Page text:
When that is done, I read from the last page to the first, right to left, bottom of the page to the top. Line by line, word by word, gray hair by gray hair I work through the manuscript. And lastly, I use Microsoft Narrator and listen to the book. This is the final cut, the best I can do.

AND STILL I MAKE MISTAKES. STILL I MISS TYPOS. STILL I DON’T KNOW THAT THE U.S. HAVE NEVER USED CORDITE IN GUNPOWDER.

Sigh.

 

Blue Ridge Literary Agency, Dawn Dowdle, Editing, Rewriting

Writing and Editing

December 2, 2010

The old maxim is true: you never begin writing until you begin rewriting and editing. In my case, I received edits and suggestions back from my agent, Dawn Dowdle. I worked through them and sent them over for her second review after Thanksgiving.

There truly is nothing like having an agent review every page, every comma (many misplaced) and every line of your book. I’m lucky, because not all agents put in the amount of effort to make a manuscript squeaky-clean. (And from many of the books I’ve read lately, the fine art of copy editing is dying.)

So, when I finished reviewing every change, answering every comment, adding a few comments of my own, I realized my manuscript is in much better shape than it was.

My eternal gratitude for Dawn’s close review. After three critique groups had a go at the work, and two professional editors had their say…

And now we will see what additional changes Dawn suggests to make the manuscript marketable.

Editing, Proofreading, Writing

Proofreading

April 5, 2010

Have I mentioned before how much I despise proofreading? It’s that necessary evil, the last step before I think “I’d done.” I can only proof for about an hour at a time, so I have to break up a manuscript into easier-to-swallow bites. (Or should it be easier-to-proof pages??)

Still, it has to be done, so I pulled out my red pens and my reading mask. No, not one that goes over my eyes (although . . .) but one that only exposes a single line of text. I read from bottom to top, right to left, word by word. It’s tedious but any wrong word, any grammo, any typo pop out.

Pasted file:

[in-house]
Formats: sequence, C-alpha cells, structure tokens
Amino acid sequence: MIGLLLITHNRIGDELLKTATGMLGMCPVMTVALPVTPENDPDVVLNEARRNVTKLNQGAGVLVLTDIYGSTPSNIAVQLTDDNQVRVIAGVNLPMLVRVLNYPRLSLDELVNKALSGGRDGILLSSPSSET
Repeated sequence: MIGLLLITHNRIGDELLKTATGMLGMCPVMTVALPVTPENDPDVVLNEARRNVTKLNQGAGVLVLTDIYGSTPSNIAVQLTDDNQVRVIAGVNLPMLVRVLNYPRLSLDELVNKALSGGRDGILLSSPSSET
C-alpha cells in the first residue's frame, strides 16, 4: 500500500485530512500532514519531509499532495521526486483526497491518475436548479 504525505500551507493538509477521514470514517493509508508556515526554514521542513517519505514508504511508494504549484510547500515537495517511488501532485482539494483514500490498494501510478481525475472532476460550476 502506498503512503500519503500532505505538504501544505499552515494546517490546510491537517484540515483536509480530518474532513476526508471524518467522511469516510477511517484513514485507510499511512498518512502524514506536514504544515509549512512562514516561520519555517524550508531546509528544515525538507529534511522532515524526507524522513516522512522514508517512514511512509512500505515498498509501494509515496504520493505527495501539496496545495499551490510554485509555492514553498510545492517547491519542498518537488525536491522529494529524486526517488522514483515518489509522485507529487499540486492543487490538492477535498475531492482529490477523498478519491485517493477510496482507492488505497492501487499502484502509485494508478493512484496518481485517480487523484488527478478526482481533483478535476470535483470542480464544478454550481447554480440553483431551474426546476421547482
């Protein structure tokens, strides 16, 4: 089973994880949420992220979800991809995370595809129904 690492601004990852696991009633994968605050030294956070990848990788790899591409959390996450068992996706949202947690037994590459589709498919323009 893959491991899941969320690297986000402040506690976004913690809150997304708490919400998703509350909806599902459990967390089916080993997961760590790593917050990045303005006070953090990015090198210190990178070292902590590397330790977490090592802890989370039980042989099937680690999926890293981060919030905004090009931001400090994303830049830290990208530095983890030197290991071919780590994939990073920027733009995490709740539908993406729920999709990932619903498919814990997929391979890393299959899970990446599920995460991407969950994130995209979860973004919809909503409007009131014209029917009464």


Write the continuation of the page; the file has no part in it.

At any rate, this weekend was warm and sunny, so proofing on the deck with water lapping on the dock was relaxing. Too relaxing, because I kept dozing off. Maybe it was the sun on my face. Maybe it was the droning of the carpenter bees looking for a spot to drill. Maybe it was the pfssst from the wasp spray on any bee with the audacity to land on our log home. Maybe it was the incredibly dull writing style. Whatever.

I can never tell my friend that her work put me to sleep. I think I go back and finish proofing my manuscript. I don’t fall asleep in it.

Would that the last two best sellers I read had editors who took the time to read thoroughly and make all the necessary changes. Sigh.

Editing, Music Inspiration

Archaeological Dig

October 7, 2009

When I write a first draft, I keep a list of CDs I listen to, often by chapter. As the mood of a chapter changes, so does the CD in the player. Sometimes all I listen to is a single song over and over, until the chapter is complete. Other times, I put on a CD and let it play.

I like to edit and revise to the same music to see if it still sets the right tone. But when I reopened Shades of Pale, the second Mad Max manuscript, I couldn’t find the play list. I dug through my various thumb drives, backed up CDs, my external hard drive and my three laptops to find it. I still couldn’t find the play list. I dragged out shovels and dental picks, brooms and tiny brushes just like I did on a dig one summer back in college. And I nearly panicked. Eventually, I found a rather tattered CD tucked into the wrong physical file folder. Voila! The play list.

I have now added the songs and CDs under the title of each chapter so that I don’t lose it again.

It will be interesting to see if the songs still inspire, or if they have lost their allure in the past few months since the manuscript rested in repose on a shelf. More on that as I get deeper into the editing.

Editing, Rewriting

Second Mad Max Draft

September 29, 2009

I’ve polished my first Mad Max manuscript until it is as squeaky clean as I can make it. So, I’ve put the Fantastic, Scrubbing Bubbles, Mr. Clean and Swifter dusters back on the shelf.

And now it’s on to editing the second Mad Max, Shades of Pale. I finished the draft a few months ago and put it on the shelf. I had to get away from it so that I could approach it with clearer eyes. I’ve done a two-day read-through and see where I need to add the back story, flesh out characters, solidify the storyline and look at every sentence, every word to be certain that each is needed and drives the story forward. In other words, time for a detailed revision.

As you can see, I’m not the only one rethinking or re-visioning a work. My friend Becky Mushko posted this entry on Monday. Great minds think alike??? Or maybe we are just at the same point in our respective drafts.

I shared a chapter or two with my two critique groups and will share more in the upcoming weeks.

I can’t wait to get started!!